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5

I'll assume the question really is: when I perform low-order-bit steganography on an uncompressed image (inserting 6 bits encoding a character into the low-order bit of 6 bytes coding the R, G and B channels of 2 pixels), I find that compressing the resulting image gives a bigger file than compressing the original image for a given setting of the program ...


4

What you are looking for is a definition of PEM, privacy enhanced mail. Obviously PEM is not just used for mail anymore. The definition of the header lines seems to be best described by section 4.6: "Summary of Encapsulated Header Fields" of RFC 1421: "Privacy Enhancement for Internet Electronic Mail: Part I: Message Encryption and Authentication ...


0

Have a look at order revealing encryption (ORE) schemes: https://eprint.iacr.org/2014/834.pdf


1

You'll have to write the function you are trying to calculate as a polynomial in the two inputs $x$ and $y$. If you are working over the field with $q$ elements as plaintexts, you have to calculate for equality the polynomial $(x-y)^{q-1}$. Greater-than-or-equal (however you define that for finite fields) will be even more complicated.


0

So lets assume a few things: just symmetric primitives suffice; a symmetric key derivation function and single block encrypt with a 64 bit block cipher is sufficiently fast; the ID's are unique and not related to customers; we're not afraid of customers sharing ID's; there is protection against customers simply guessing ID's; Scheme: establish a master ...


0

The pairing description (type, q, h, r, etc.) is the definition of the field that the elliptic curve of some type operates on. The actual curve is identified by its type and is baked into the framework (e.g. PBC) you're using. This definition corresponds to $q$ (group order, same as q), $\mathbb{G}, \mathbb{G}_T$ (groups defined by pairing description and ...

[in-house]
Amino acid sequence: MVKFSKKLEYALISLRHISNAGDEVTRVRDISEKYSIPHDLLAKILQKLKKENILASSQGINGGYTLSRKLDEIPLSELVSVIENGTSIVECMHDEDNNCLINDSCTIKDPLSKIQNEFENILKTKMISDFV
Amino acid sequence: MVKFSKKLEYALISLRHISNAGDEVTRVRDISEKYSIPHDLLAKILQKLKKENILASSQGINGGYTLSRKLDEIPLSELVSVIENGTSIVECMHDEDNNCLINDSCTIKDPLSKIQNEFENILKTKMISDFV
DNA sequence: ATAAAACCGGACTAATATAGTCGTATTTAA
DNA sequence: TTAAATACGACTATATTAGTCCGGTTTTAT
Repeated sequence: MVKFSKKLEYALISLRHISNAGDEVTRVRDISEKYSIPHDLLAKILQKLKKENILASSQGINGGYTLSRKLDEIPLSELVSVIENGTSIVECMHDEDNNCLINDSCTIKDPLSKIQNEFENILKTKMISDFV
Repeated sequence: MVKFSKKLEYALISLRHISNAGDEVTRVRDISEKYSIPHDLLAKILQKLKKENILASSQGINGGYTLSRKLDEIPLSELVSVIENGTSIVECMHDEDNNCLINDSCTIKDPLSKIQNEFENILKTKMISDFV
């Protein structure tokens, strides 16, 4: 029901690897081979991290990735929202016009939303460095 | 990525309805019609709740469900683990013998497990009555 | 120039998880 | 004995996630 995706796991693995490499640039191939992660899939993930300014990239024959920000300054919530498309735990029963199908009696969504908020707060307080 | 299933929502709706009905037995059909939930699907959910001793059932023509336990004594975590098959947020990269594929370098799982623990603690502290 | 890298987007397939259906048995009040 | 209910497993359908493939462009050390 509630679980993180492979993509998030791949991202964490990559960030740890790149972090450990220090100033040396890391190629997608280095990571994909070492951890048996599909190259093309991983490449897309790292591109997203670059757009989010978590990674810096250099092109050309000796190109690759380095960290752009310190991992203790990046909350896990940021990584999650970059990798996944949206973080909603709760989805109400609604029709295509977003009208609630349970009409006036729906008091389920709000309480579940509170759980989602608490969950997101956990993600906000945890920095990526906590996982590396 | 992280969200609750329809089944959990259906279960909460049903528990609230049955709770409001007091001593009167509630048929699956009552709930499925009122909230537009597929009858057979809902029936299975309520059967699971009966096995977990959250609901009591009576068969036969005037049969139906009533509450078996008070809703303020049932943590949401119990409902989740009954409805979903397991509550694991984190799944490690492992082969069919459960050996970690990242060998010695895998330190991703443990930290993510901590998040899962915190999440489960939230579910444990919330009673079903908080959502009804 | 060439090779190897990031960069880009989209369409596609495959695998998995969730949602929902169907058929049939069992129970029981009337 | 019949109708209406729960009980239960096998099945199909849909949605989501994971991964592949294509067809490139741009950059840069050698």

0

The server must give the clients all the necessary information for the clients to be able to compute the pairing. This will differ depending on how pairings are implemented in the system, and what prior knowledge the clients have.


1

Diffie-Hellman relies on a mathematical problem on positive integers. To use it with bytes you just have to convert the bytes to - or use the bytes as - an integer. Usually this would be a unsigned big-endian (or network order) integer. For Diffie-Hellman the parameters consist of the modulus and the base. The public value could be 1024 bits (128 bytes). ...


2

(Q1) Assuming that you talk about the size of the secret key elements which equals the input size of the OWF when you talk about the "input", this should be at least as much as the output size. Consider a function $f: \{0,1\}^m \rightarrow \{0,1\}^n$.The thing to worry about when you choose $m < n$ is a brute force search for a preimage, which in this ...


6

An initialization vector is, in fact, always binary. It's just random bits. So, if you choose to encode those bits as a hexadecimal string for ease of storage or transportation, that is fine. However, since it is the binary that is the IV, you will need to decode it back from hexadecimal to a binary value before using it in the decryption process. As a ...


4

Triple DES is a block cipher. (Specifically, it's a variant of the old DES block cipher with better security, but several times lower performance.) You can use it to encrypt small blocks of data (64 bits = 8 bytes, for Triple DES), but what it's really useful for is as a building block for other cryptographic schemes, such as stream encryption or message ...



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